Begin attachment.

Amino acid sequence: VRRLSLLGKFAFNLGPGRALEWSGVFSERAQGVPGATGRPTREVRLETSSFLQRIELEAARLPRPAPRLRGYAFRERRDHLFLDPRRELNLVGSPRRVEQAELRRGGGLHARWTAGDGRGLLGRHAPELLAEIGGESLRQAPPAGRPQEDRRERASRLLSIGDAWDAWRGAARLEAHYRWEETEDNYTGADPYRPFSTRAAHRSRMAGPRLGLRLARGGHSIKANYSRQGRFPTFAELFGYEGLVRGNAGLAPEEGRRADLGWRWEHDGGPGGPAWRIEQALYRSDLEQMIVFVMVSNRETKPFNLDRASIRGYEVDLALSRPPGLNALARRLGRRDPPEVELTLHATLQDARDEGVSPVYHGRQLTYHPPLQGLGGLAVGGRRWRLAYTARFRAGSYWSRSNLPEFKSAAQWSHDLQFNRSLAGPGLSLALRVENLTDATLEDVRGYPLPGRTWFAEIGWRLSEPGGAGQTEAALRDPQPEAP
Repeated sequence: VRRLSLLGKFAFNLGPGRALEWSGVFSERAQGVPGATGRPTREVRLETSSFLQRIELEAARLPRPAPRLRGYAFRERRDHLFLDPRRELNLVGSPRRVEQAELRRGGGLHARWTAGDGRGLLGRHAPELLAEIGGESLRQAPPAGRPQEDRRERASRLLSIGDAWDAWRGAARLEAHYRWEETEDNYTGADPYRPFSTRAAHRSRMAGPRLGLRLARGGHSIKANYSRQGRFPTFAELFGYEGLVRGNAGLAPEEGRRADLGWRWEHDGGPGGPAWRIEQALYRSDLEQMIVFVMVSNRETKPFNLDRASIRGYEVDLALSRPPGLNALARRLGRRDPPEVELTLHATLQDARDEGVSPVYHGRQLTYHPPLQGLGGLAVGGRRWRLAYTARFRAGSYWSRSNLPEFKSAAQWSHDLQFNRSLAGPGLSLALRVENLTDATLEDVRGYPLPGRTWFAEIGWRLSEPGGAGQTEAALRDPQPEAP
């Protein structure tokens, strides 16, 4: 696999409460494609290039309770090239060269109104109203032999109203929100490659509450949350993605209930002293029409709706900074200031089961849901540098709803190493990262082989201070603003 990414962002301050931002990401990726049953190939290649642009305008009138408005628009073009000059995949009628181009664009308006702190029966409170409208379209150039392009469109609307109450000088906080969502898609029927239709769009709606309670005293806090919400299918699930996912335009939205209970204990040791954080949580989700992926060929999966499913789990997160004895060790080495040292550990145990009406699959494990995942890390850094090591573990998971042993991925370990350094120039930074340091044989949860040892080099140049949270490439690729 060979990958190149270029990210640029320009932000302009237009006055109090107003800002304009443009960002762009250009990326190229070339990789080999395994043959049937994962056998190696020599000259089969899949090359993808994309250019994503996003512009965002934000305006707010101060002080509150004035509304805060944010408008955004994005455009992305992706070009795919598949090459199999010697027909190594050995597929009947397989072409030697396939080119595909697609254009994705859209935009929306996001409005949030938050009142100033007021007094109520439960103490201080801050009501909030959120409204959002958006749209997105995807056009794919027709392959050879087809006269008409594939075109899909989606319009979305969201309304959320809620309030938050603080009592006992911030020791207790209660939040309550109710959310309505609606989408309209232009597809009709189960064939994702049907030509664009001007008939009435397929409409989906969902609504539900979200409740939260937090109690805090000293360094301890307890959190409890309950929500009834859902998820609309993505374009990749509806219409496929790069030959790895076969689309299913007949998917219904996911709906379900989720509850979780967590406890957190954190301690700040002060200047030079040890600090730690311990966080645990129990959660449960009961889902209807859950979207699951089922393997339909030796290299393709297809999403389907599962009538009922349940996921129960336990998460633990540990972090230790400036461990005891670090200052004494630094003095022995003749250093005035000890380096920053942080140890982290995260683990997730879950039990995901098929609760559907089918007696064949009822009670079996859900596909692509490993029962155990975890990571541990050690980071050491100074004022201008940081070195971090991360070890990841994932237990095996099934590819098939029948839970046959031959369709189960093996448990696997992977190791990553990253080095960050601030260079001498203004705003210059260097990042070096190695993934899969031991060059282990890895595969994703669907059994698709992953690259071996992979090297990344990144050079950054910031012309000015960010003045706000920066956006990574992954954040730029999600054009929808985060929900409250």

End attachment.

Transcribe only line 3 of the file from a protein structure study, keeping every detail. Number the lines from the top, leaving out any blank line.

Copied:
């Protein structure tokens, strides 16, 4: 696999409460494609290039309770090239060269109104109203032999109203929100490659509450949350993605209930002293029409709706900074200031089961849901540098709803190493990262082989201070603003 990414962002301050931002990401990726049953190939290649642009305008009138408005628009073009000059995949009628181009664009308006702190029966409170409208379209150039392009469109609307109450000088906080969502898609029927239709769009709606309670005293806090919400299918699930996912335009939205209970204990040791954080949580989700992926060929999966499913789990997160004895060790080495040292550990145990009406699959494990995942890390850094090591573990998971042993991925370990350094120039930074340091044989949860040892080099140049949270490439690729 060979990958190149270029990210640029320009932000302009237009006055109090107003800002304009443009960002762009250009990326190229070339990789080999395994043959049937994962056998190696020599000259089969899949090359993808994309250019994503996003512009965002934000305006707010101060002080509150004035509304805060944010408008955004994005455009992305992706070009795919598949090459199999010697027909190594050995597929009947397989072409030697396939080119595909697609254009994705859209935009929306996001409005949030938050009142100033007021007094109520439960103490201080801050009501909030959120409204959002958006749209997105995807056009794919027709392959050879087809006269008409594939075109899909989606319009979305969201309304959320809620309030938050603080009592006992911030020791207790209660939040309550109710959310309505609606989408309209232009597809009709189960064939994702049907030509664009001007008939009435397929409409989906969902609504539900979200409740939260937090109690805090000293360094301890307890959190409890309950929500009834859902998820609309993505374009990749509806219409496929790069030959790895076969689309299913007949998917219904996911709906379900989720509850979780967590406890957190954190301690700040002060200047030079040890600090730690311990966080645990129990959660449960009961889902209807859950979207699951089922393997339909030796290299393709297809999403389907599962009538009922349940996921129960336990998460633990540990972090230790400036461990005891670090200052004494630094003095022995003749250093005035000890380096920053942080140890982290995260683990997730879950039990995901098929609760559907089918007696064949009822009670079996859900596909692509490993029962155990975890990571541990050690980071050491100074004022201008940081070195971090991360070890990841994932237990095996099934590819098939029948839970046959031959369709189960093996448990696997992977190791990553990253080095960050601030260079001498203004705003210059260097990042070096190695993934899969031991060059282990890895595969994703669907059994698709992953690259071996992979090297990344990144050079950054910031012309000015960010003045706000920066956006990574992954954040730029999600054009929808985060929900409250």